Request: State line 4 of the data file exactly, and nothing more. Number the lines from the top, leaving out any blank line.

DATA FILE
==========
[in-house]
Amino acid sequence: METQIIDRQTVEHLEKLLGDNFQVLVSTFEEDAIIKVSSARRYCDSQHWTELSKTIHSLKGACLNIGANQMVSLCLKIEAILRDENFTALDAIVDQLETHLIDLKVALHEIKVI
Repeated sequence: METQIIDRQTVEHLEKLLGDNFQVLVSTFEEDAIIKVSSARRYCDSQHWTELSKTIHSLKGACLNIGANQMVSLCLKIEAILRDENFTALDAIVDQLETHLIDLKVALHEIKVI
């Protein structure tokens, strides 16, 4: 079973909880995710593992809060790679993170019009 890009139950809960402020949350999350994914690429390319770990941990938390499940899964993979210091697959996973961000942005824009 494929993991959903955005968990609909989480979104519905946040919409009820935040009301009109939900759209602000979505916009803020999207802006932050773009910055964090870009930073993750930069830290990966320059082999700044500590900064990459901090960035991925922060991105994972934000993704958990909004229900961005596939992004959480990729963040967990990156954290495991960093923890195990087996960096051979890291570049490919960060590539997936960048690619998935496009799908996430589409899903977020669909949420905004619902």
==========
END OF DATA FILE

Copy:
């Protein structure tokens, strides 16, 4: 079973909880995710593992809060790679993170019009 890009139950809960402020949350999350994914690429390319770990941990938390499940899964993979210091697959996973961000942005824009 494929993991959903955005968990609909989480979104519905946040919409009820935040009301009109939900759209602000979505916009803020999207802006932050773009910055964090870009930073993750930069830290990966320059082999700044500590900064990459901090960035991925922060991105994972934000993704958990909004229900961005596939992004959480990729963040967990990156954290495991960093923890195990087996960096051979890291570049490919960060590539997936960048690619998935496009799908996430589409899903977020669909949420905004619902």